“When I moved to Lantau, I could see the Macau ferry leaving and I thought… let’s get 30 kiters to kitesurf to Macau and raise funds to support ocean recovery projects and innovations,” she adds.
The grander scheme pivots on tapping the substantial watersports community: Finding a way to fundraise and get those funds into the hands of people who can affect practical change on the deplorable state of our waters. To that end FCO’s first partner is Ocean Recovery Alliance, a Hong Kong- and California-based charity focused on education, community events and solution-based summits, that has been battling the ocean plastics problem for the past 10 years.
Surfers and divers are on the proverbial frontline of marine pollution, but Hillian and Neil both admit they don’t want to go out and clean beaches in their spare time – with all due respect to those who do. “Part of me would rather go kiting, another part of me just doesn’t believe the act is making any difference or is effective,” Hellian says ruefully. “Of course, many people would ask how much impact we’re actually going to make with FCO. But it’s not about debating whether it is the most effective way to solve the problems. Sometimes it is simply about choosing a medium that you believe in, running with it and doing it wholeheartedly. Because every little bit helps.”
Neil signed on because he liked the idea of playing to their personal strengths, which were not science, political hobnobbing and making strangers pick up trash. “Hillian’s idea was, ‘Why not do what we always do, get some money for it and give it to people who can do those things?’ Rather than setting up a charity it was about setting up a funding source,” he says. Anyone who ever funded a kid for a sponsored walk will recognise the idea. Kitesurfers get personal sponsors – HK$10 each hour they’re on the water, HK$250 for the trek to Macau – and the money goes to Ocean Recovery.
Combining wind and paddle power
FCO’s first event in January was supposed to be a 55-kilometre kite from Hong Kong to Macau. When Hillian made the crossing a year earlier, she did it in just over two hours, but the team realised early on that they lacked the resources to get a large group of kiters across. As it turned out, the wind also refused to play ball, failing to make an appearance on the day – it made no difference.“In the end, we realised people were there to raise money, and they were quite happy to paddle instead,” says Neil. “We had kiters who absolutely hate stand-up paddleboarding, but they did it anyway.” Twelve challengers gritted their teeth and took on a two-hourpaddle endurance course off Cheung Sha beach, completing a total of 139 laps to raise over HK$90,000 for Ocean Recovery Alliance.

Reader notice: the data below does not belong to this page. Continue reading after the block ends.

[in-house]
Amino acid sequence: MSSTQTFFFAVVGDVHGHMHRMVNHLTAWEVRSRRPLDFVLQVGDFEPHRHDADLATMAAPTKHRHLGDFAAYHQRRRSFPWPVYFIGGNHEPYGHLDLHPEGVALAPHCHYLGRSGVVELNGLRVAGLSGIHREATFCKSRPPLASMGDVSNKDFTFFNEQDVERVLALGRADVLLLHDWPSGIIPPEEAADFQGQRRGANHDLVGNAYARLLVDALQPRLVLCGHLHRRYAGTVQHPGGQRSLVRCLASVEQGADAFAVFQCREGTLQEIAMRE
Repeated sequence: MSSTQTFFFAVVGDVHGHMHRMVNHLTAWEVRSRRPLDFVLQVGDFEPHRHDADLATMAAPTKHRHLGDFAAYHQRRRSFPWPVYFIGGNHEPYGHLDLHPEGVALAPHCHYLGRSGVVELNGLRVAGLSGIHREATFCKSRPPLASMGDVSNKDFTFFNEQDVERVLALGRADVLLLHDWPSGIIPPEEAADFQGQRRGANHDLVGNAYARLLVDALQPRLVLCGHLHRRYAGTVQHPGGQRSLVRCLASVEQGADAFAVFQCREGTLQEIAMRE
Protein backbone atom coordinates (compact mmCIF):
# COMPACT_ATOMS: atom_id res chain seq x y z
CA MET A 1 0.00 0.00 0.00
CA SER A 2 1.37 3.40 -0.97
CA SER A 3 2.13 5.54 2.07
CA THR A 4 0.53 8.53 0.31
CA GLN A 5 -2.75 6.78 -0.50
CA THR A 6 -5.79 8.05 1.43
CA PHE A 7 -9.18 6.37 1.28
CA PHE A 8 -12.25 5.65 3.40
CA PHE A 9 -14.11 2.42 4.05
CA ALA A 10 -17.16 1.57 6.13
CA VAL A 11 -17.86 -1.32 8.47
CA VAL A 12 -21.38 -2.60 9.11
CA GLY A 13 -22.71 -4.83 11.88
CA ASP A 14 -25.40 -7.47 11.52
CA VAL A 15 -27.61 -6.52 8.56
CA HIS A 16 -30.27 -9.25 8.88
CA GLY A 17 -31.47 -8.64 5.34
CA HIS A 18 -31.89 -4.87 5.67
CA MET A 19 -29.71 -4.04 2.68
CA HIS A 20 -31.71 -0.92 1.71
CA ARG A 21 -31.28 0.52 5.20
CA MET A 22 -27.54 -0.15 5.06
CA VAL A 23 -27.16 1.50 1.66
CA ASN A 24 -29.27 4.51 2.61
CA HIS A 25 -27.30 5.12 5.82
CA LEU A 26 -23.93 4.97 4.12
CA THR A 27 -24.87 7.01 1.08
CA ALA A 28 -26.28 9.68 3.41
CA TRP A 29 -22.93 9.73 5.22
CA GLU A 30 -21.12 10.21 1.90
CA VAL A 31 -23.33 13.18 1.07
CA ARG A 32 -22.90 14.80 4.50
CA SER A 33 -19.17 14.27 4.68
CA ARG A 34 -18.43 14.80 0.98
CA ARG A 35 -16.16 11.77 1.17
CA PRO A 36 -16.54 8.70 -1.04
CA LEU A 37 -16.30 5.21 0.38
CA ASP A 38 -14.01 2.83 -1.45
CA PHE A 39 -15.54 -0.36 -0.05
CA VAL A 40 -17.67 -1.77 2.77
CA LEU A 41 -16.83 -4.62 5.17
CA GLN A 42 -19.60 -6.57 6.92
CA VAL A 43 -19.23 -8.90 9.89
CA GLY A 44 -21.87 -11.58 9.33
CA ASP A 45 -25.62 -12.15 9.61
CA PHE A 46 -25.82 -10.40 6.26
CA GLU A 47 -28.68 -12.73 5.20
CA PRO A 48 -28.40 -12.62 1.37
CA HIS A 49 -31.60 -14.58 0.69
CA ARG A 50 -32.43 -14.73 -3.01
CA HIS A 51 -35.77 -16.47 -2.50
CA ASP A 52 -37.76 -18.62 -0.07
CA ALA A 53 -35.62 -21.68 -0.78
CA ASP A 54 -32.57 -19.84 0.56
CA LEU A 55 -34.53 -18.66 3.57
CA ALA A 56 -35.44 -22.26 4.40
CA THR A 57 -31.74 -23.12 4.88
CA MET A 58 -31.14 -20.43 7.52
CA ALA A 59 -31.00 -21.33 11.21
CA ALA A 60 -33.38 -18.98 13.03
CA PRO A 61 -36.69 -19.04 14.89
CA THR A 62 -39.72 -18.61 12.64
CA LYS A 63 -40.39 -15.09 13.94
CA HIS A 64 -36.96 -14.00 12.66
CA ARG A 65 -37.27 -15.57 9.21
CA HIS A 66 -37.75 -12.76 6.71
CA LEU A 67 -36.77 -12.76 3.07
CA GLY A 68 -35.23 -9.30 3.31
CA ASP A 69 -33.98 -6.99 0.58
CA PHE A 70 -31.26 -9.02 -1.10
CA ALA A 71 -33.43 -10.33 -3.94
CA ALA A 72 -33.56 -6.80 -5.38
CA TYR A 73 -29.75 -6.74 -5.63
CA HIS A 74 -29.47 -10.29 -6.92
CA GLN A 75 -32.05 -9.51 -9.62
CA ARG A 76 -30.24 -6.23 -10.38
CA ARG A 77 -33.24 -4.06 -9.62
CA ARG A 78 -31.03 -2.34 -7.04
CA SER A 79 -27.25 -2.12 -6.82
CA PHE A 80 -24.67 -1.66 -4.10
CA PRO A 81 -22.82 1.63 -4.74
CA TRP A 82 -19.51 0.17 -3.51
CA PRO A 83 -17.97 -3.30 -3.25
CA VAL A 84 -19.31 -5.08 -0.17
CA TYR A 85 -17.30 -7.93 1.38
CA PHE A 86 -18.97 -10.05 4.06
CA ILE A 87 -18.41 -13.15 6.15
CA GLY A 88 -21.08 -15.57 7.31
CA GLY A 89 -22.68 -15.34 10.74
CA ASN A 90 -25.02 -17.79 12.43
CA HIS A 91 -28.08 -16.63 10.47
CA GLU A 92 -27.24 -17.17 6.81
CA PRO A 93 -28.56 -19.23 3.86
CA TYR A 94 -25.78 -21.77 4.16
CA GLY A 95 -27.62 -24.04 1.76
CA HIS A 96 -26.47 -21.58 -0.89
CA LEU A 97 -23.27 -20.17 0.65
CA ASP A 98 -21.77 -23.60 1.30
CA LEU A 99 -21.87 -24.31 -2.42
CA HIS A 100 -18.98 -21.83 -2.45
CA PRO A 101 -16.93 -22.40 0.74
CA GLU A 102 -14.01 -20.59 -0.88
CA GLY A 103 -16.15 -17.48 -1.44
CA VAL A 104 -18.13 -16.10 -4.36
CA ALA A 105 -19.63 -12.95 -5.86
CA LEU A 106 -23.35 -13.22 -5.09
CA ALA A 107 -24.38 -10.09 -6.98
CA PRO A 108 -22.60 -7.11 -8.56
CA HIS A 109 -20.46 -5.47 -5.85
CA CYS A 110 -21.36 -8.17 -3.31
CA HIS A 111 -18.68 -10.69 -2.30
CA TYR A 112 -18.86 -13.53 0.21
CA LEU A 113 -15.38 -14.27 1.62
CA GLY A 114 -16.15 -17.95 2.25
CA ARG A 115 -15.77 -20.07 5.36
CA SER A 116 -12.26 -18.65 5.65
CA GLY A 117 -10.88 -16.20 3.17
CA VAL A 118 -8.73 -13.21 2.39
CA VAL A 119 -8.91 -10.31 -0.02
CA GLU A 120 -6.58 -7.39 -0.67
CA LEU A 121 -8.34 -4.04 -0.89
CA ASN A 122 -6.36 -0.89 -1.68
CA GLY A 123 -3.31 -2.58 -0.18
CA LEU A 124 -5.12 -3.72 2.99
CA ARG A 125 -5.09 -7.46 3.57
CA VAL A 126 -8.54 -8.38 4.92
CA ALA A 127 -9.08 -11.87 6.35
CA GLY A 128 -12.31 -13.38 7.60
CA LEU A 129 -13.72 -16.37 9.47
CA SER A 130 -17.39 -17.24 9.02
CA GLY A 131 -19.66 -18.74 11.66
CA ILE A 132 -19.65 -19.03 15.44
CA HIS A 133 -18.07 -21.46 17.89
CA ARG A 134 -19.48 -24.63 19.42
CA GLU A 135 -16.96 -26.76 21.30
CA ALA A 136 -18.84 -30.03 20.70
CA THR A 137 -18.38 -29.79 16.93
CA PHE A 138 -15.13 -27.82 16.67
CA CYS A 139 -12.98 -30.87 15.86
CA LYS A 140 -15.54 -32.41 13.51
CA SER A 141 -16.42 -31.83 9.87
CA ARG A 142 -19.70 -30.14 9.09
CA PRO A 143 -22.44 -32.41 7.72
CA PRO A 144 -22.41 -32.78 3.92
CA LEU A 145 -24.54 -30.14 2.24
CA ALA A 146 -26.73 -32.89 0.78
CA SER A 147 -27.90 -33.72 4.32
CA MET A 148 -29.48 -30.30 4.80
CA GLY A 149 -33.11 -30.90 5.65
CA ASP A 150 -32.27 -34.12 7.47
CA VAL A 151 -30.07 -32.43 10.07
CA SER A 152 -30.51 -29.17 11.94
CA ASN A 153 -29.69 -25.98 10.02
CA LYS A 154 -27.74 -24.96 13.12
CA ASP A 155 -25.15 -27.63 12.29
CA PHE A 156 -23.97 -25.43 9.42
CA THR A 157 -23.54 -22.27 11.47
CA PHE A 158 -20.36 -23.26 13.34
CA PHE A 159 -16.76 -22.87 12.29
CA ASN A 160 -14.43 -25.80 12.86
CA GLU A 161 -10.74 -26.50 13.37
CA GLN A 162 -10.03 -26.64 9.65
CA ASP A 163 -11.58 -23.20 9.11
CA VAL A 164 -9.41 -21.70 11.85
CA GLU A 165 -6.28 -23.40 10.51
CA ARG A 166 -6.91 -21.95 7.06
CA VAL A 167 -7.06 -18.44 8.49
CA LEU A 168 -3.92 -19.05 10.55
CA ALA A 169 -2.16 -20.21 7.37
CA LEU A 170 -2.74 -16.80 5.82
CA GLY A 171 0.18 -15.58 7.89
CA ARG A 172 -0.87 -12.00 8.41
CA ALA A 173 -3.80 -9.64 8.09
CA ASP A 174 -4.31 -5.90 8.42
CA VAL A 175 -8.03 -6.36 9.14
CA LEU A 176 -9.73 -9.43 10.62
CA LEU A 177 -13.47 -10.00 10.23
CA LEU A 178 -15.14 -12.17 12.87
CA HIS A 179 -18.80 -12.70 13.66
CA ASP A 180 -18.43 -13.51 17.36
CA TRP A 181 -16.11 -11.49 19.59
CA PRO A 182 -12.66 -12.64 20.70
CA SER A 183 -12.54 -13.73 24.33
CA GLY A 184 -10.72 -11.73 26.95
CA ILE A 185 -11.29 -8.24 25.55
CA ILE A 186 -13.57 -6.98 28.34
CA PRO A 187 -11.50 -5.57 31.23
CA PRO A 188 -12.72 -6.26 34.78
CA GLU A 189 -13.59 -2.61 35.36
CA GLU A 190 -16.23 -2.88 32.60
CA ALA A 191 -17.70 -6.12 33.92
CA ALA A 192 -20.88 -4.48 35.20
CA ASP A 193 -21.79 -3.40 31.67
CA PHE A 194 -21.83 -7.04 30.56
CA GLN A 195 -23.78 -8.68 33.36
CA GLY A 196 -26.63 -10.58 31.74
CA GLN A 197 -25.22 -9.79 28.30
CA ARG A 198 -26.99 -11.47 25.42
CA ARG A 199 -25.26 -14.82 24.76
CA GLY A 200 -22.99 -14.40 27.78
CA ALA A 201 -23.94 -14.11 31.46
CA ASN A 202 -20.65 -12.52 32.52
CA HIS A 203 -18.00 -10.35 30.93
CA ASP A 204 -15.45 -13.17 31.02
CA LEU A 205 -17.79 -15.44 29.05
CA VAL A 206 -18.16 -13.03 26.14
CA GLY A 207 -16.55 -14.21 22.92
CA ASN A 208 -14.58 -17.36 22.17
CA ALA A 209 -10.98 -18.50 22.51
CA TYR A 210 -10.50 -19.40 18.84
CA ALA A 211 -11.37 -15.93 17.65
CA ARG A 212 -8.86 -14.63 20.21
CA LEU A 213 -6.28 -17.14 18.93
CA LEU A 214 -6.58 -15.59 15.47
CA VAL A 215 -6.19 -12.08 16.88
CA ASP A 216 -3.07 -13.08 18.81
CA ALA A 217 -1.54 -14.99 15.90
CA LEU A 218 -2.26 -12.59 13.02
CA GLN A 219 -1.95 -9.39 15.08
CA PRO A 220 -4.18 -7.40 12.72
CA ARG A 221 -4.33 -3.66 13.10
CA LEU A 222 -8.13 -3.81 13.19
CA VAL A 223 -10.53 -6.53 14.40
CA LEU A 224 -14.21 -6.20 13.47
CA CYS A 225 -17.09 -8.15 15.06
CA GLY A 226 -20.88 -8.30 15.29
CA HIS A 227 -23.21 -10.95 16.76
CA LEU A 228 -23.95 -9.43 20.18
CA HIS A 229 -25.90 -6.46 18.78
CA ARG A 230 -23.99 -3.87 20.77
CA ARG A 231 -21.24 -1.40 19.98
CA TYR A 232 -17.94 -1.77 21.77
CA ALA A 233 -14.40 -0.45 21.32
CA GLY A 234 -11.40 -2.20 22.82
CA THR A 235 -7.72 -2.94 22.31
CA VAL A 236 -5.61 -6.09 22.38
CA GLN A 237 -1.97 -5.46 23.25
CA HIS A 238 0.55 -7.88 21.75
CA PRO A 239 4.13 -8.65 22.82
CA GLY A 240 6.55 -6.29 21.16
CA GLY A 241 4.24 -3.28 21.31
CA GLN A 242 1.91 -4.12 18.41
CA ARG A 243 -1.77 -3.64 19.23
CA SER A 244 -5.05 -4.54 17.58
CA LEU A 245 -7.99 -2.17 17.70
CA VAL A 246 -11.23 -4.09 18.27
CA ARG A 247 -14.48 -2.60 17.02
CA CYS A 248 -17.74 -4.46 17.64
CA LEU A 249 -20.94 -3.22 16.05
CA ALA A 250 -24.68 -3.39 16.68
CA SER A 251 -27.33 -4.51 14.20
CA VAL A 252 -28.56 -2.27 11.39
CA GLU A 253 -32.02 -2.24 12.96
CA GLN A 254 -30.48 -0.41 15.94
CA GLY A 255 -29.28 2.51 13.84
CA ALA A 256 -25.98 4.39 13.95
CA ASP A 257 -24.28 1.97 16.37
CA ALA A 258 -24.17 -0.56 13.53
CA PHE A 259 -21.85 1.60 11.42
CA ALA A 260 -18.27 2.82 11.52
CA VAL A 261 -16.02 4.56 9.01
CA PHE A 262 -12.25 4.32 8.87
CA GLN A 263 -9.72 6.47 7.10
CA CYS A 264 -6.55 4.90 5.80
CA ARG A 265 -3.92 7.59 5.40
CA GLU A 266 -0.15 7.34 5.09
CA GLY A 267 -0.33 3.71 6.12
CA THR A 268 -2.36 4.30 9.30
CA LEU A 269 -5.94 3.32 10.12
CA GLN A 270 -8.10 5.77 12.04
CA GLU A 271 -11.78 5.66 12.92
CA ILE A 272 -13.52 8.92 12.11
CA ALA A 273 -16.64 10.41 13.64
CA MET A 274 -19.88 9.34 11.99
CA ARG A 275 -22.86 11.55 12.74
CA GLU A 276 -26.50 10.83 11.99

If nothing else, the paddle proved the will for change exists. It was also a good learning curve for FCO, as the team realised the combination of wind or paddle power will help them achieve their fundraising event goals going forward.
In addition to the involvement of local kiters, Lantau’s business community has been supportive, with Long Coast Seasports donating a venue and safety boat support, Coffee Bay Roastery staff donating its tips every month (tip your servers, people), and Gallery Bar & Restaurant supplying food and a venue for a launch party last October. All of it gave Hillian and Neil the momentum they needed to continue sculpting a sustainable fundraising model that would work in watersports industries both here and abroad. “We hope the January event is the first of many and that it marks the foundation of FCO as a future international movement,” Hillian says.
Hillian, who has competed in the Philippines, Vietnam, China, Thailand and Taiwan, counts northern Portugal as her current favourite spot for kiting given the combination of the sun, the glorious coastline and the clear water. It’s why she decided to do something about our water. “A good kiting day in Hong Kong is superb. Looking up at the mountains, it’s just beautiful,” she states, before a final lament. “But when you look down, it’s heart breaking.”